Pitamaha, aka: Pitāmaha; 11 Definition(s)
Pitamaha means something in Buddhism, Pali, Hinduism, Sanskrit, the history of ancient India, Marathi. If you want to know the exact meaning, history, etymology or English translation of this term then check out the descriptions on this page. Add your comment or reference to a book if you want to contribute to this summary article.
Natyashastra (theatrics and dramaturgy)
Pitāmaha (पितामह) is the Sanskrit name for a deity (Brahmā), to be worshipped during raṅgapūjā, according to the Nāṭyaśāstra 3.1-8. Accordingly, the master of the dramatic art who has been initiated for the purpose shall consecrate the playhouse after he has made obeisance (eg., to Pitāmaha).Source: Wisdom Library: Nāṭya-śāstra
Natyashastra (नाट्यशास्त्र, nāṭyaśāstra) refers to both the ancient Indian tradition (śāstra) of performing arts, (nāṭya, e.g., theatrics, drama, dance, music), as well as the name of a Sanskrit work dealing with these subjects. It also teaches the rules for composing dramatic plays (nataka) and poetic works (kavya).
Purana and Itihasa (epic history)
Pitāmaha (पितामह).—Brahmā for all the world.*
- * Brahmāṇḍa-purāṇa IV. 6. 66; 7. 45; 9. 46; Matsya-purāṇa 1. 14; Vāyu-purāṇa 21. 45-46; 22. 13 and 26; 23. 61, 97; 109. 24; 111. 43.
The Purana (पुराण, purāṇas) refers to Sanskrit literature preserving ancient India’s vast cultural history, including historical legends, religious ceremonies, various arts and sciences. The eighteen mahapuranas total over 400,000 shlokas (metrical couplets) and date to at least several centuries BCE.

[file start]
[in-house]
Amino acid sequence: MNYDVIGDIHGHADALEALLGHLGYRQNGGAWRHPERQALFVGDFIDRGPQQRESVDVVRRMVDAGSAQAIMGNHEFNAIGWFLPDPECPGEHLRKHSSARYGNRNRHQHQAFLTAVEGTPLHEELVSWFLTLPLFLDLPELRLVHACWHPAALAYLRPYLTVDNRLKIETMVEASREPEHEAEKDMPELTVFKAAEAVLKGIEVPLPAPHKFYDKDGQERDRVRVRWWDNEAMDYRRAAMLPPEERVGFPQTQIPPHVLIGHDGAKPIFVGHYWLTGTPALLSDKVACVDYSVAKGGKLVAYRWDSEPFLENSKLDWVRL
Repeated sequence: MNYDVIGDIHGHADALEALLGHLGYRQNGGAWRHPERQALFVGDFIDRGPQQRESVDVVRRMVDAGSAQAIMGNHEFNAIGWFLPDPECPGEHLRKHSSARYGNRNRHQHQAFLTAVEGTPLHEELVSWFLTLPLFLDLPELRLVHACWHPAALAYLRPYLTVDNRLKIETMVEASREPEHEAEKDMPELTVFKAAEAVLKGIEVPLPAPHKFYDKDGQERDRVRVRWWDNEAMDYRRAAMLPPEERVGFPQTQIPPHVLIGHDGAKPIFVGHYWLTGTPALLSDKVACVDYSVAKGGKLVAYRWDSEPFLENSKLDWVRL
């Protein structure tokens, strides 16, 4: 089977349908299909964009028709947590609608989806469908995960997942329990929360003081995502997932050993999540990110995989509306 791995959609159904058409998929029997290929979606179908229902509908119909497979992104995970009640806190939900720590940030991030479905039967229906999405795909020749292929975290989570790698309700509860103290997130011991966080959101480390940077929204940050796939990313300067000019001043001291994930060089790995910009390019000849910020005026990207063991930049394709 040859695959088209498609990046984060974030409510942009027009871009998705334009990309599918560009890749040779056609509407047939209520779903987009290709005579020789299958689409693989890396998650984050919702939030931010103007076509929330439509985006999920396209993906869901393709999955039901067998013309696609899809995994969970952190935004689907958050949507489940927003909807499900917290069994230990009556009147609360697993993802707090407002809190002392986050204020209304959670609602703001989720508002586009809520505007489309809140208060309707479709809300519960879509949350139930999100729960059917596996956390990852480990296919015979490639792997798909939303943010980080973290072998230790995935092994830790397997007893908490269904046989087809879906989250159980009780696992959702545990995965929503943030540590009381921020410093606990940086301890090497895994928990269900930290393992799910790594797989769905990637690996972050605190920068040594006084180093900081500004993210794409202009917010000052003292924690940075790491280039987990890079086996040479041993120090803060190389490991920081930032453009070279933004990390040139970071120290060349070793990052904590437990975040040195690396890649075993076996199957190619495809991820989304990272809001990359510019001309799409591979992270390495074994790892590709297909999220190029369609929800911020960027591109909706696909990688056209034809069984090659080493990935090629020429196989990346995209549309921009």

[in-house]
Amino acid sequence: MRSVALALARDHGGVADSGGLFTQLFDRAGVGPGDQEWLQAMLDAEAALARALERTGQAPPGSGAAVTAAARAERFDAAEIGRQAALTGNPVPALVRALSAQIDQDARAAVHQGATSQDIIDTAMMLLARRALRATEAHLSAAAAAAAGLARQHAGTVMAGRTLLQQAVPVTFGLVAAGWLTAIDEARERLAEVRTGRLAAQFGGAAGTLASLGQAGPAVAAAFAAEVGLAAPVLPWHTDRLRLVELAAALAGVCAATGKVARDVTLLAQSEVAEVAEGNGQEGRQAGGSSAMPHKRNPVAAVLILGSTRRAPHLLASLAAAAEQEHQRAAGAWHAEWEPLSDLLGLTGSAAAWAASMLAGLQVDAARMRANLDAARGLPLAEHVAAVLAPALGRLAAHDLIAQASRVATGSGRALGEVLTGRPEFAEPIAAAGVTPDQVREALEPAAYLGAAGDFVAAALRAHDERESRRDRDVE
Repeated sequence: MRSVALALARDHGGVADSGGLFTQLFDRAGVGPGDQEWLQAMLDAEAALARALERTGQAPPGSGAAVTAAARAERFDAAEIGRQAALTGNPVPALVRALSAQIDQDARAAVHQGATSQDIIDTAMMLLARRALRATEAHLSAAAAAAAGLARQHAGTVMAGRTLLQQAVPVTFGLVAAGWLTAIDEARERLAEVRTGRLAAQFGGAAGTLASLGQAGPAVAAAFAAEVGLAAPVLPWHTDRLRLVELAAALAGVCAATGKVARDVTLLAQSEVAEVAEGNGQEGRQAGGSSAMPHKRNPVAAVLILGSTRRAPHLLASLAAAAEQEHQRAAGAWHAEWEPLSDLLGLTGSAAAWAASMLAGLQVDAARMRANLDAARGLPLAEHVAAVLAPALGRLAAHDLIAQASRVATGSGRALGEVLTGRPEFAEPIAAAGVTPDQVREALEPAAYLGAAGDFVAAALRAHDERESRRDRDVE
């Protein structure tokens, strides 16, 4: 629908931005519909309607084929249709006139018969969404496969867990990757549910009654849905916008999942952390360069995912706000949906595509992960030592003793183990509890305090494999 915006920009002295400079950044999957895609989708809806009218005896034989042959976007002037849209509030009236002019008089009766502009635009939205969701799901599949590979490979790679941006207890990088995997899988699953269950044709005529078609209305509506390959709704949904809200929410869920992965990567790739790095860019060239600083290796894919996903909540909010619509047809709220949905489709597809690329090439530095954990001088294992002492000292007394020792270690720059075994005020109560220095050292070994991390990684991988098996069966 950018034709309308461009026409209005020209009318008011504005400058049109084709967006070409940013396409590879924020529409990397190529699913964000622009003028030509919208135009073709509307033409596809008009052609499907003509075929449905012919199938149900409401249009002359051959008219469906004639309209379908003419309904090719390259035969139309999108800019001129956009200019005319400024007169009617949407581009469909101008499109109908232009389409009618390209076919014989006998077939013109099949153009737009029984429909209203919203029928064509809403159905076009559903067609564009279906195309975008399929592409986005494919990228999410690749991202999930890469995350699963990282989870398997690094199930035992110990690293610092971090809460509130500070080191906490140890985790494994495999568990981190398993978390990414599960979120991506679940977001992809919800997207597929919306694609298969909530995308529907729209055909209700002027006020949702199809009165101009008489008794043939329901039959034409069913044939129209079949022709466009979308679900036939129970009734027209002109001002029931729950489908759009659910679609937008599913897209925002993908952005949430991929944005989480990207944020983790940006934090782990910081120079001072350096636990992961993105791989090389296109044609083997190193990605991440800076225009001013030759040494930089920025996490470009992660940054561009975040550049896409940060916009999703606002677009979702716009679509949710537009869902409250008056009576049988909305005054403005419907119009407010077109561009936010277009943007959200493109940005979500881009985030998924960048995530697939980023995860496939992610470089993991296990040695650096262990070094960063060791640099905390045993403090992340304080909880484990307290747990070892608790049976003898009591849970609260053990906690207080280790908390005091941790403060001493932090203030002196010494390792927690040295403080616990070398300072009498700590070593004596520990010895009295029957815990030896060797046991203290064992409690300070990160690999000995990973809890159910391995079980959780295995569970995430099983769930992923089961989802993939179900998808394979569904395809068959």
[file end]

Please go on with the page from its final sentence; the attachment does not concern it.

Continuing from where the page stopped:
Pitāmaha (पितामह) is a Sanskrit name referring to one of the eight manifestations of Krodha, who is a form of Bhairava. According to the Rudrayāmala, there are eight main forms of Bhairava who control the eight directions of this universe. Each form (eg., Krodha) has a further eight sub-manifestations (eg., Pitāmaha), thus resulting in a total of 64 Bhairavas.
When depicting Pitāmaha according to traditional iconographic rules (śilpaśāstra), one should depcit him (and other forms of Krodha) having a smoke color; he should carry khaḍga, kheṭaka, a long sword and paraśu. The word Śilpaśāstra refers to an ancient Hindu science of arts and crafts, dealing with subjects such as painting, sculpture and iconography.Source: Wisdom Library: Śilpa-śāstra